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For Halloween, I purchased Spirits Of the Dead, a 1968 "horror" anthology based on Edgar Allen Poe works and starring Brigitte Bardot, Alain Delon, the Fondas (Jane and Peter) and Terence Stamp. (I didn't get around to watching it until this past week.)

Directed by Roger Vadim, Metzengerstein stars Vadim's then-wife Jane Fonda as a debauched baroness who indirectly causes the death of her cousin (played by her brother, Peter.) Soon enough, a mysterious black stallion appears on her property. Is the stallion the reincarnation of her dead cousin??

Jane Fonda is spectacularly beautiful in this and also spectacularly miscast as a baroness from the Middle Ages. The costuming does her no favors either as many of her costumes look like rejects from Barbarella (filmed around the same time.) Nothing scary about this segment (or even particularly macabre) but the shots of the western coast of France (?) are breathtaking.

William Wilson, directed by Louis Malle, is better and is the most "Poe-like" of the three segments. Starring Alain Delon and Brigitte Bardot, William Wilson tells the tale of a sociopath whose attempted misdeeds are constantly thwarted by a look-a-like alter ego (also named William Wilson.) How will the "bad" William deal with the "good" William? And should he even try??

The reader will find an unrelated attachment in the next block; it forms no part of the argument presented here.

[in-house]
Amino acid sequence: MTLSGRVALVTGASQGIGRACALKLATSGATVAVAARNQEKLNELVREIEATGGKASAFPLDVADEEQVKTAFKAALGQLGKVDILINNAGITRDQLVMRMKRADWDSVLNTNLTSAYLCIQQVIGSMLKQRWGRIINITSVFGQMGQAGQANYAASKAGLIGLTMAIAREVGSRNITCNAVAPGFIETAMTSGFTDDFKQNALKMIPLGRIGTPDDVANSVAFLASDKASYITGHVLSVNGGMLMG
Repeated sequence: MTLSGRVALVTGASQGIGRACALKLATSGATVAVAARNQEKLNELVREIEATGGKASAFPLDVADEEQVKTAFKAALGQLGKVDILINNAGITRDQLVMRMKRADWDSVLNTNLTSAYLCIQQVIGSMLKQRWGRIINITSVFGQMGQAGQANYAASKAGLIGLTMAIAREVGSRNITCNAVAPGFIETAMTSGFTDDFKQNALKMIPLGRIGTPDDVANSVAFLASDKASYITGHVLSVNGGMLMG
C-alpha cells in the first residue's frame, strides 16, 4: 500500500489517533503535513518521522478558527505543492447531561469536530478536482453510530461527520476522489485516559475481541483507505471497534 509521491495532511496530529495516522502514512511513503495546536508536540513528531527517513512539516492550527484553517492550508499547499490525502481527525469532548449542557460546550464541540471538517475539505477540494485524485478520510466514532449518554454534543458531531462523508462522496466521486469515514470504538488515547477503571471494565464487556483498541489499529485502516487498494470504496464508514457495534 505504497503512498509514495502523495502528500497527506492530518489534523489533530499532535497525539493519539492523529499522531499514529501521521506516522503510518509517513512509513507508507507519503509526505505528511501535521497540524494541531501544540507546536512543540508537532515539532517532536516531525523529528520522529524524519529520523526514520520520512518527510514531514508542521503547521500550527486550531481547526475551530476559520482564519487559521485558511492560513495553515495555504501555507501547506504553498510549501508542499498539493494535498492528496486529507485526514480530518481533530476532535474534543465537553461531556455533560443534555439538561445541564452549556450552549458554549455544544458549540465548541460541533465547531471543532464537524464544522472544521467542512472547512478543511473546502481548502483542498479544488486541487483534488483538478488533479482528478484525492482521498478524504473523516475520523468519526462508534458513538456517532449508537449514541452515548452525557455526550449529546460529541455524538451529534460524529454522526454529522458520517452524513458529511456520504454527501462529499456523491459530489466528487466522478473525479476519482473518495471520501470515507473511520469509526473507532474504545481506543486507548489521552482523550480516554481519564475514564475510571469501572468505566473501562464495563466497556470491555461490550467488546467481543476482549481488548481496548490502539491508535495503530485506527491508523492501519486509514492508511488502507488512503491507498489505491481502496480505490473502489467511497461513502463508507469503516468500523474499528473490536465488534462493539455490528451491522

Delon is not known for his emotional range but his mask-like face actually works to great effect here considering he is playing an emotionless sociopath. He and Bardot make an effective team in an increasingly high stakes poker game and Wilson's set piece actions are the most unsettling things in the entire anthology. You can see the ending coming a mile away, though.

Federico Fellini directs Terence Stamp in Toby Dammit (very loosely based on Poe.) Middling Poe but very good Fellini, Toby Dammit is a tour-de-force for Stamp, who plays an alcoholic British actor trapped at a nightmarish Italian awards ceremony. And just who is the little girl with bouncing ball? Nothing scary about any of this but the ending is suitably creepy.

Overall, I would be hard-pressed to describe Spirits Of the Dead as a horror film (as post-Halloween horror has conditioned us to think of horror.) All three films are really more like Euro art films with the occasional horror aspect grafted on for kicks. Still, worth at least one viewing.

Overall grade: B-

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Thanks for reviving this thread, miliosr. Anthology pictures in general tend to be a mixed bag in my experience. (In 1968 Fonda, Delon, and Stamp were at peaks of gorgeousness so it sounds as if the movie is worth checking out on the eye candy factor alone.)

It is true that the definition of horror film has changed considerably. It would certainly be fair to call The Wicker Man a horror movie and yet it's nothing like what we expect of one today.

I don't know if I mentioned it earlier but I did get around to seeing the Halloween remake and it's just as you described it. All the backstory seemed to me to be completely superfluous and in a way it detracted from the spook factor - it's much more interesting when we have no idea why Myers does what he does.